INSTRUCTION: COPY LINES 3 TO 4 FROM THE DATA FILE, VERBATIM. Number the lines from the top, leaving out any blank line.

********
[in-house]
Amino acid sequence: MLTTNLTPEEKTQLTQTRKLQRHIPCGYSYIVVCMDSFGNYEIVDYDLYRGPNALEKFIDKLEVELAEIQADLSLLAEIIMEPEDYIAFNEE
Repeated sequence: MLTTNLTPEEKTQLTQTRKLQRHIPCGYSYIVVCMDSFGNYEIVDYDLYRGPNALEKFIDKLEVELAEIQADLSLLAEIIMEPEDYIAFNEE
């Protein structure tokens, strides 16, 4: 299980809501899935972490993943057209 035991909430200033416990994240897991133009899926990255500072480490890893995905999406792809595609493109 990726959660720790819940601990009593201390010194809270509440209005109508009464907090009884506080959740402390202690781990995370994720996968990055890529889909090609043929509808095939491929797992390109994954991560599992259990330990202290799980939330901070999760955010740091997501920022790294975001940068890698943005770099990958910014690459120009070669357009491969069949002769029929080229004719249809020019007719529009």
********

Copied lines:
Repeated sequence: MLTTNLTPEEKTQLTQTRKLQRHIPCGYSYIVVCMDSFGNYEIVDYDLYRGPNALEKFIDKLEVELAEIQADLSLLAEIIMEPEDYIAFNEE
């Protein structure tokens, strides 16, 4: 299980809501899935972490993943057209 035991909430200033416990994240897991133009899926990255500072480490890893995905999406792809595609493109 990726959660720790819940601990009593201390010194809270509440209005109508009464907090009884506080959740402390202690781990995370994720996968990055890529889909090609043929509808095939491929797992390109994954991560599992259990330990202290799980939330901070999760955010740091997501920022790294975001940068890698943005770099990958910014690459120009070669357009491969069949002769029929080229004719249809020019007719529009």